Notes for Meteorology 356

September 2, 2005

Written by Heather Williamson and Ramzy Ayyad



Some of the books are now available in the reserved book section of the library for 2-hour checkout.  No new reading assigned



Received Current Weather Conditions handout (Weather Map Symbols link on website)

Received Meteogram handout (Mobile Meteogram link on website)


Hurricane Katrina

A late 1990’s article from Scientific America: brief summary by Prof. Monteverde.  The article forecasted that a major hurricane hitting New Orleans was imminent, and that New Orleans is essentially a sitting duck due to is location and elevation.  The article forecasted 20 feet of water cover; and the economic suffering in the hurricanes wake effecting seafood, gasoline/oil, and more.


Weather Map Review (using Katrina)

Net Gram / Meteogram  (Mobile Meteogram link found on website)

24-Hour time span weather map displaying hourly weather observations over a 24-hour time span for a specific weather station. The map is from the Mobile weather observation station.

§       0500Z 8/29/05 through 0500Z 8/30/05:  10pm 8/28/05 – 10pm 8/29/05 PDT

§       Instead of a weather observation for a specific time; the chart follows a 24-hour interval; tracking the hourly observations.

§       We are responsible to know:  the date and time of the given map (in our appropriate time zone); the wind speed and direction at the weather station; the current temperature; and present weather symbol.

§       Learned the current weather hurricane symbol refer to the link and/or handout for all symbols

§       We found the following information from the map:

§       0700Z on 8/29/05, the wind direction was NE with a sustained speed of 20

§       1400Z on 8/29/05, the wind direction was ESE with sustained speed of 40

§       WGST on the map shows the gust wind speed at each interval

Š      The gust wind speed at 1400Z were 60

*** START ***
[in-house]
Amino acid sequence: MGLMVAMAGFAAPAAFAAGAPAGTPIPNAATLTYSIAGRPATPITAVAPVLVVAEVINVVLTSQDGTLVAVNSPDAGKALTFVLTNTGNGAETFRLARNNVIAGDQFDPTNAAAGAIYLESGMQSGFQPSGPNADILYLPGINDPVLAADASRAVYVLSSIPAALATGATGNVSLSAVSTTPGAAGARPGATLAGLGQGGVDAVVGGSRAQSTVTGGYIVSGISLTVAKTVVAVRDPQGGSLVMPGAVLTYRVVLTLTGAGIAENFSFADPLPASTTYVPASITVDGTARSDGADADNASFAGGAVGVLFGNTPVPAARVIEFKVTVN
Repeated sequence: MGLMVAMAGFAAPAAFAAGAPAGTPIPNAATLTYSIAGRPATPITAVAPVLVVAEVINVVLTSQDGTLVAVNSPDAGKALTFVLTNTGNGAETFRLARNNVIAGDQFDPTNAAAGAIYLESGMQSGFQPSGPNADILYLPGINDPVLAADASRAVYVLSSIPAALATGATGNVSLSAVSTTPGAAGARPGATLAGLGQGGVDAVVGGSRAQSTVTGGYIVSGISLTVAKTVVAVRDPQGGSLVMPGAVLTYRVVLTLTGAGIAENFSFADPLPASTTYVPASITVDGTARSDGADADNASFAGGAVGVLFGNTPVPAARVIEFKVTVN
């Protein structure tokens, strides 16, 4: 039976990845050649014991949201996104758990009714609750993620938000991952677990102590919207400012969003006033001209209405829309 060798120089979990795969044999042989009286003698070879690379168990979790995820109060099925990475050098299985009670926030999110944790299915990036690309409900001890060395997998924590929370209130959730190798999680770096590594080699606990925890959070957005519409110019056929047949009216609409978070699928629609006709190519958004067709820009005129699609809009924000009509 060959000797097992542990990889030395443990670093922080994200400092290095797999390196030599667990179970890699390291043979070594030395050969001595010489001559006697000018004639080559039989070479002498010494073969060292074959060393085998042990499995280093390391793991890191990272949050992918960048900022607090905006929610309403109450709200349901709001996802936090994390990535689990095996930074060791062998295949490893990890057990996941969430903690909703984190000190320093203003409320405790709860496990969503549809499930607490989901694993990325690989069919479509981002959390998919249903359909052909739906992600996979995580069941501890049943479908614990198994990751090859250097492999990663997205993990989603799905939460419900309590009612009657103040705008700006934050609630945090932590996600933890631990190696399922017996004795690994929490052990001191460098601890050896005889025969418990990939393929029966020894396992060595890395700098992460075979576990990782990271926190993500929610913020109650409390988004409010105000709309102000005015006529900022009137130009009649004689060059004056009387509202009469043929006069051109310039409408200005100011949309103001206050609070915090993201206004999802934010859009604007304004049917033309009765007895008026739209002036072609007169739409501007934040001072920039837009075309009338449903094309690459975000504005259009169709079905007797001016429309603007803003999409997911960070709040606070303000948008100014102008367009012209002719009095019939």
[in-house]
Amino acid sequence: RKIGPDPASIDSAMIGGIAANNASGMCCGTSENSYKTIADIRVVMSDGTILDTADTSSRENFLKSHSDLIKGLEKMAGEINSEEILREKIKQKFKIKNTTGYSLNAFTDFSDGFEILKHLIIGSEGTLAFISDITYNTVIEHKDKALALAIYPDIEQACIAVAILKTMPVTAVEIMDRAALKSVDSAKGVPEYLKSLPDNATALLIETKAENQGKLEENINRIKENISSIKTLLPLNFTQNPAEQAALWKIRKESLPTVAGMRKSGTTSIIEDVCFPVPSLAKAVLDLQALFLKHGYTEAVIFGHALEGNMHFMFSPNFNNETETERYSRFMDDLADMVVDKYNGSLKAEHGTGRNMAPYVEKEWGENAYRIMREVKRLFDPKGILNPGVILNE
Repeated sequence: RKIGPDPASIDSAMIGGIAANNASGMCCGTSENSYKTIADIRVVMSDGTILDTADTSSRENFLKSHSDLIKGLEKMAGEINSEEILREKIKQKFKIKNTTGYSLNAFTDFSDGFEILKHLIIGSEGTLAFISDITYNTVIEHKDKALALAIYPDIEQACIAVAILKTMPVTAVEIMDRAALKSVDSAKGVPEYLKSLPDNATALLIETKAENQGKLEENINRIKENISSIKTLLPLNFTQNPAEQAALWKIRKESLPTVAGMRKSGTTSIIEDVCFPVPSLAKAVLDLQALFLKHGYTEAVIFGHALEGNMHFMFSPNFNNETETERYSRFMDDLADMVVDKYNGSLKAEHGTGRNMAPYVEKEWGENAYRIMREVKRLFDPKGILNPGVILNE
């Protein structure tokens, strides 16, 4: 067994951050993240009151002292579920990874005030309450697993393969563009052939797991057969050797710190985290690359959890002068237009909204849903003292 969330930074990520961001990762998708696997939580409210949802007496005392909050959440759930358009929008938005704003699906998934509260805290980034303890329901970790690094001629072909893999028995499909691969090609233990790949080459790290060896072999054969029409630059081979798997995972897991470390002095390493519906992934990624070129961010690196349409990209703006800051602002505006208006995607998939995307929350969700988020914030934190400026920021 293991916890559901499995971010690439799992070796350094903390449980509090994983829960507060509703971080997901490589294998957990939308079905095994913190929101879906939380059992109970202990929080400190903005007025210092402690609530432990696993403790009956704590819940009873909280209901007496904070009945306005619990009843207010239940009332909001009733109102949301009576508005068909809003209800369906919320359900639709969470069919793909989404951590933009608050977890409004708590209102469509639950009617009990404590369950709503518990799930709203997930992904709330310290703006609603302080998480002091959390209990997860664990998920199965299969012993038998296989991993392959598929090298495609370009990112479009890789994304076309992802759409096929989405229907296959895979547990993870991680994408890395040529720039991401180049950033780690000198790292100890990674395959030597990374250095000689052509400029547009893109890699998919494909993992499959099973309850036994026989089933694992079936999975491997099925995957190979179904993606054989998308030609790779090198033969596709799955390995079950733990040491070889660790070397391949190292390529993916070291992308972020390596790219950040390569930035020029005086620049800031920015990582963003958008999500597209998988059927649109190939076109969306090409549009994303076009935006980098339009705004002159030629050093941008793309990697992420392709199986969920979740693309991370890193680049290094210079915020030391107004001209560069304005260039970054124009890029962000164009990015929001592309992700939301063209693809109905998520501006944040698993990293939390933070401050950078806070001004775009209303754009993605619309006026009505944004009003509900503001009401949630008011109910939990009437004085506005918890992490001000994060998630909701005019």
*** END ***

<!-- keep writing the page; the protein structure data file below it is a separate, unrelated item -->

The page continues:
§       The map showed that Mobile did not experience the strongest winds of Katrina.  They missed the stronger winds because they were slightly east

§       We observed the symbol for wind speed of 50 (the flag), which is rare

§       Over the 24 intervals we observed the counter-clockwise shifting of the wind direction – like a running story of the storm.  We also observed the differences in wind speed, and current weather.

§       Temperature:  The top graph tracks the temperature over the time period with two lines.  The top line reflects the current temperature, and the bottom line reflects the dew point. 

§       We observed that it was warm throughout the 24-hours, from the upper 70’s to low 80’s, which is a tropical storm characteristic.

§       WX on the map is the present weather plot for the intervals – again refer to the link for a description of all the present weather symbols.

§       Prec:  the precipitation over each six hour period.  Instead of on the hour, the precipitation amount is tracked over six hours.  Adding up the four observations yields the total precipitation for the 24-hour period.  On this map, the total precipitation was around 4 inches.

§       The smallest unit reported on a map is 1/100 of an inch, or .01 inches.

§       On the same 24-hour time span, New Orleans received 16 inches of precipitation – which is roughly the rainfall in Los Angeles in one year.


As forecasted, the most damage from Katrina was caused by the storm surge.

§       Had there been more rain, much more damage from flooding would have occurred. 

§       Typically a hurricane has uniform rainfall in all directions (the same amount falls in the north, south, east and west of the storm).  However, the rainfall was slightly less severe due to dry air that prevented heavy rain.


Hurricane Strikes Graph (Hurricane Strikes link found on website)